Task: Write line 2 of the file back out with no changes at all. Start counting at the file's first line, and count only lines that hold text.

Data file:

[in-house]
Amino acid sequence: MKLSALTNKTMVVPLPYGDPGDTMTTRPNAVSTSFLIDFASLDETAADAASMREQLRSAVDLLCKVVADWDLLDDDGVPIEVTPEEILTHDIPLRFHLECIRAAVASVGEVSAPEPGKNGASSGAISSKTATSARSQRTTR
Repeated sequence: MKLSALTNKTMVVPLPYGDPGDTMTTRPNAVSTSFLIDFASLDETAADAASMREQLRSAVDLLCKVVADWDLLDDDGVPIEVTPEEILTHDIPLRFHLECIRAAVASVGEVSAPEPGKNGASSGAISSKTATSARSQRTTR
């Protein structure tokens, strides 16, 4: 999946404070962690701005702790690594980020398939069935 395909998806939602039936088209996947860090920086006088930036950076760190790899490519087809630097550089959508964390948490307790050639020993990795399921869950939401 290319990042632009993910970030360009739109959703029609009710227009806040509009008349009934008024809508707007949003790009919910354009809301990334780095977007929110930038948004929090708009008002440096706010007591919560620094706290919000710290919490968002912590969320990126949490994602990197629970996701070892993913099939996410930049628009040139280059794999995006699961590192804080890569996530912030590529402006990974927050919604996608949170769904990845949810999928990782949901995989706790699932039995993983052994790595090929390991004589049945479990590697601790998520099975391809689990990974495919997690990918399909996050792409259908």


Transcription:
Amino acid sequence: MKLSALTNKTMVVPLPYGDPGDTMTTRPNAVSTSFLIDFASLDETAADAASMREQLRSAVDLLCKVVADWDLLDDDGVPIEVTPEEILTHDIPLRFHLECIRAAVASVGEVSAPEPGKNGASSGAISSKTATSARSQRTTR